My Old Kentucky Home

I hope the sun is shining bright on my Old Kentucky Home today – it’s Derby Day! Best time of the year to be in Lou-a-vull. Two weeks of non-stop partying and festivals in celebration of the fastest two minutes in sports.

In honor of the Run for the Roses and my Southern heritage, I’m posting my column from the Bozeman Daily Chronicle on April 25.

Strange things happened on my roundabout journey to Montana – I lost a lot of stuff. Not the things that went missing between Indiana and Wyoming. Not the possessions that I left on the side of the road in New York because they wouldn’t fit in my Montana-bound U-Haul. What I lost is something that I miss most – my y’all.

I hail from the land of fried chicken, grits and sweet tea. I was born and raised in the Bluegrass State where the thoroughbreds will Run for the Roses next Saturday in the Kentucky Derby. While there’s no way to convey my Southern accent in writing, if you ever overhear me ordering pie, it’s a dead giveaway. If I get talking fast enough, my accent becomes so thick it threatens to strangle every word.

Try as I might, I’ve never been able to shake my twang. But after moving around the country so often, I took great pains to remove all Southernisms from my vernacular. I’ve told people I’m from Louie-ville, not Lou-uh-vull as the good Lord intended it be pronounced. But I quickly learned if I said it correctly, people would look at me with their head cocked to one side like the Victrola dog.

Not surprisingly, some people equate a Southern accent with being a dim bulb. I’m guessing these are the same folks who have witnessed a mullet-headed male, usually clad in a tank top, utter -“Watch this, y’all” – signaling their imminent Jackass inspired demise.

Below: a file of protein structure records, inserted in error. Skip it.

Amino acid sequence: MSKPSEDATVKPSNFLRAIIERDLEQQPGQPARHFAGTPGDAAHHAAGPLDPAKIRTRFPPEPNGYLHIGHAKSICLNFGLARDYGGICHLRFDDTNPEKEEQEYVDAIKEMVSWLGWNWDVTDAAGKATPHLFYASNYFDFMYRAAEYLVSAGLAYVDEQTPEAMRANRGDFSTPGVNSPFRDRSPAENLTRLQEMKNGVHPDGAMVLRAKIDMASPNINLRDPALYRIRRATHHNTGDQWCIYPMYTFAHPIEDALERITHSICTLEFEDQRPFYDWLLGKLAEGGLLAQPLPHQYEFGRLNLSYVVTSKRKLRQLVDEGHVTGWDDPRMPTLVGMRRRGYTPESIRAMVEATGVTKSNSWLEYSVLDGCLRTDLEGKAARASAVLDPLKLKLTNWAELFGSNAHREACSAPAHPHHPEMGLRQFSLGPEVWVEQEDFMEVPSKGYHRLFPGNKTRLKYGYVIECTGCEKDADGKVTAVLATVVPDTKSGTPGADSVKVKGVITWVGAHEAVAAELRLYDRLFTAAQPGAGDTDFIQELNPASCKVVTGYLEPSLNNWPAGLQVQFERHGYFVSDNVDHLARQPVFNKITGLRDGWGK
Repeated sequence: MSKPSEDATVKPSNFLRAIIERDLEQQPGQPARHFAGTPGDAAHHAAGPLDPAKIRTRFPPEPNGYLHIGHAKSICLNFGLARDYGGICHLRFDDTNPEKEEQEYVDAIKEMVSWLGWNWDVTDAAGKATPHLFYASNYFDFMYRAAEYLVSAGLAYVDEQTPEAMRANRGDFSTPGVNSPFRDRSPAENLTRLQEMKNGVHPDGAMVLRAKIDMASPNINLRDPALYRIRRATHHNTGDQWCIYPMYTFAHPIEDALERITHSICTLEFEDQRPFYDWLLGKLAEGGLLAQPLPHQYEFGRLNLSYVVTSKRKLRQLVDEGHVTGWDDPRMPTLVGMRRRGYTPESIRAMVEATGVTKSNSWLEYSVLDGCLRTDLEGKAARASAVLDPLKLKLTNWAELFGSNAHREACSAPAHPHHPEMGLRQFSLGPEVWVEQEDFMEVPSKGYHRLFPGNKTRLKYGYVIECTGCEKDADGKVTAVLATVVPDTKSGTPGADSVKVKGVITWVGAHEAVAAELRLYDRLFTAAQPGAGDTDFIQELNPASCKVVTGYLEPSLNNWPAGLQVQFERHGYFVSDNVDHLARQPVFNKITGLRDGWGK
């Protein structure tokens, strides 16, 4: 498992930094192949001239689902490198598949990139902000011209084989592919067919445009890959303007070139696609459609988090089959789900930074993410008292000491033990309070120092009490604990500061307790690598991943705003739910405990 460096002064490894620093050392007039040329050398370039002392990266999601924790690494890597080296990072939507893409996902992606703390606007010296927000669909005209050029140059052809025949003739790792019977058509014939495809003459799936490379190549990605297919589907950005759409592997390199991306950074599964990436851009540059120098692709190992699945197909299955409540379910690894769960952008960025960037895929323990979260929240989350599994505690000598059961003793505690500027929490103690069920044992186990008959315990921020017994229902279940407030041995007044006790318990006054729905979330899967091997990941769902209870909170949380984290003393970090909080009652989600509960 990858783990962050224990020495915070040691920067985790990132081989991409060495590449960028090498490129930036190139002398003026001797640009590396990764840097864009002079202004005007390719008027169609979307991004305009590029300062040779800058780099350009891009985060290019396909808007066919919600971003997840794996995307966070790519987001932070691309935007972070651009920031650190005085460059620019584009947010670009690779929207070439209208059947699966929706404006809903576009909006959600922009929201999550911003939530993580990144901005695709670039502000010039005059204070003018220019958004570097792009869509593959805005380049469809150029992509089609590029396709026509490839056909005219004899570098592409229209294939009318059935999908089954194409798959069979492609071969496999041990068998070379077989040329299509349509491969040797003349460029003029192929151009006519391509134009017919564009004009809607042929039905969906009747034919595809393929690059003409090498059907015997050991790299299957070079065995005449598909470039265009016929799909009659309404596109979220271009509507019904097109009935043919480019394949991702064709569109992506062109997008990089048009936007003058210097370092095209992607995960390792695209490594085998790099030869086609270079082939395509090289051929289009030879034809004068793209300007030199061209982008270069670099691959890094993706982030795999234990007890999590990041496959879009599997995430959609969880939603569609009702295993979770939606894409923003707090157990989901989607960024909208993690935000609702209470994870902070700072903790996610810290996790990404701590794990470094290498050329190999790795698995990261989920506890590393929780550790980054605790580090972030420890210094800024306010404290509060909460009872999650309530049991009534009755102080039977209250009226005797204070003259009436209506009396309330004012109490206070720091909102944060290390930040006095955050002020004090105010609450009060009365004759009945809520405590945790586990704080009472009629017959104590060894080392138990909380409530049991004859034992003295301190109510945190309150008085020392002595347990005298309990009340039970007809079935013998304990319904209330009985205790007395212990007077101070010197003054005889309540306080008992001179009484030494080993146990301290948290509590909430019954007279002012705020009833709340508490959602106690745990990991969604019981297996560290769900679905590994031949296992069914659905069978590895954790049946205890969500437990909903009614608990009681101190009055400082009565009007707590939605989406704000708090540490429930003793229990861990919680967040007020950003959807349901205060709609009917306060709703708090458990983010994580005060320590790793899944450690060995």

But we really do sit a spell and chew the fat. We say Ma’am. On Sunday afternoon we go over to Mom and Thems (pronounced correctly as one word and rhymes with homonyms). We fry everything from okra to Twinkies. We always have enough fixins on hand to whip up a casserole or Jell-o mold in case of a bereavement emergency.

A Southern woman’s daily conversation is sprinkled with colorful phrases particularly when sniping about other women. Hushed whispers occur when a woman has let herself go to pot. This is especially true when said woman has developed a front fanny at which point you can’t tell whether she’s comin’ or goin’. (We also drop the ‘g’ at the end of all words). Under no circumstances should a woman ever look like she’s been rode hard and put up wet or throw a hissy fit in public. The worst offense is for an uppity gal to get above her raisin’. And as all Southern women know, uttering “bless her heart” after any derogatory comment negates the meanness – well, most of it anyway.

Our unusual terminology can even be found in the legal system. In a murder trial a witness can succinctly sum up the character of the deceased for the jury with “Your honor, he needed killin’.”

Most of this was easy to eliminate from my daily jargon. But the idiom that has caused the most consternation for me was a staple of my speech – the word y’all. But after being stared at blankly when I’d say it anywhere outside the Mason-Dixon Line, I simply gave up. By the time I was living in New York, not only had I lost my y’all – I had substituted “you guys” in an effort to promote cross-cultural understanding. (I’m sure Grandmammy Kate was spinning in her pine box at this juncture.)

But now I aim to give my Southern dialect its due. I vow to embrace the verbal eccentricities of my heritage ‘cause that would just butter my biscuit. I reckon y’all won’t mind. And I’d sure be much obliged.

Denise Malloy misses hush puppies almost as much as her y’all.

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